The Q&A Archives: re-arranging an old neglected garden

Question: I have moved into my new husband's home and he hasn't bothered much with his garden, except to mow the lawn. The front faces south (the garden has no shade) and there are several waist-high boxwoods and azaleas in two medium sized beds by the front door. I have planted some allysum and some pansies as a make-shift attempt to add some life and color. I would like there to be perennials though so that I don't have to keep buying new plants every year, any ideas? I would also like to cut back the shrubs, to give more room for the flowers, without killing them. The soil is very clayey and I wonder about the flowers' roots, -suggestions?. Secondly, in the back, on the deck I want to have herbs in pots and a tomato plant but there isn't too much sun as it is north facing and surrounded by trees. I know that tomatoes, basil and oregano etc need a lot of sun and I wonder if they would survive out there. Thirdly, I could make a bed on the west side of the house for some flowers or shrubs, there isn't one at present so I would need advice on what to do, especially regarding the siding of the house, how deep to dig, how wide, border etc etc. Please help !!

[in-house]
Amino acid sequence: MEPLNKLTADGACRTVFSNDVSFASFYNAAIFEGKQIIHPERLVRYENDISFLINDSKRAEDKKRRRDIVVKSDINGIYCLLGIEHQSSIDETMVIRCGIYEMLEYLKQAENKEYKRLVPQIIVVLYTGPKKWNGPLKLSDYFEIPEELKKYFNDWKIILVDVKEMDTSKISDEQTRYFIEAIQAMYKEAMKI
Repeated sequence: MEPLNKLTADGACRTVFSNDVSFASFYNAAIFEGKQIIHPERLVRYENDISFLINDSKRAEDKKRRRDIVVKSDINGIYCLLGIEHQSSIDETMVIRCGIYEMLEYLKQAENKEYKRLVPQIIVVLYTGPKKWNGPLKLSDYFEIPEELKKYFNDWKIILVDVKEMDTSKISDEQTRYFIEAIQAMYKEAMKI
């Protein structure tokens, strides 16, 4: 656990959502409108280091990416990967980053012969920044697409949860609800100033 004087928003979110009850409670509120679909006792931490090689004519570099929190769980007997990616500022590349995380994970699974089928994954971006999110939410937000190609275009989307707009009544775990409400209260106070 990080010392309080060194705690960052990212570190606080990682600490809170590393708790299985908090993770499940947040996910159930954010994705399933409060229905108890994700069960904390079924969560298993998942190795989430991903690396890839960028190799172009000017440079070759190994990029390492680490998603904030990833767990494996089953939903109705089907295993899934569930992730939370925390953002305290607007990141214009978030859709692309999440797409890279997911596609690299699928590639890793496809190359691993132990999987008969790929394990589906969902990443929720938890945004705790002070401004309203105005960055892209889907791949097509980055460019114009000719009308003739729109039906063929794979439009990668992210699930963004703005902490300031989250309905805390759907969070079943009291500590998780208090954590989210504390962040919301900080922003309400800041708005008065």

Answer: There are many perennials that do well in full sun such as daylilies (Hemerocallis), sedum, purple coneflower, black eyed Susan and tall border phlox; you might also enjoy some bulbs such as daffodils and crocus.

One caution in planting near the shrubs is that both boxwood and azalea are quite shallow rooted. Be careful not to damage or disturb their roots when you plant the perennials. This means leaving ample space between them. It would probably be better for the health of the shrubs to widen the planting bed rather than trim back the shrubs. The reason for this is that the shrubs' roots are generally wider than their branches.

Unfortunately, a northern exposure with added shade from trees is not suitable for tomatoes or the herbs as these are all plants for full sun. Full sun means all day or a bare minimum of six hours of direct sun including the hour of noon.

For a shady site as you described you would have better luck growing shade tolerant plants such as impatiens, begonias and coleus in your containers.

For the west side of the house you would need to grow plants that tolerate hot sun. Soil preparation consists of removing existing grass or weeds (dig them out by hand or use an herbicide containing glyphosate, read and follow all of the label directions) and then loosening the soil down about ten inches deep. Add ample amounts of organic matter such as compost, then level the area and rake it smooth. You should also run some basic soil tests to check fertility and the pH; this will tell you how much fertilizer you need to be using and also whether or not you need to add lime.

Enjoy your gardening this season!

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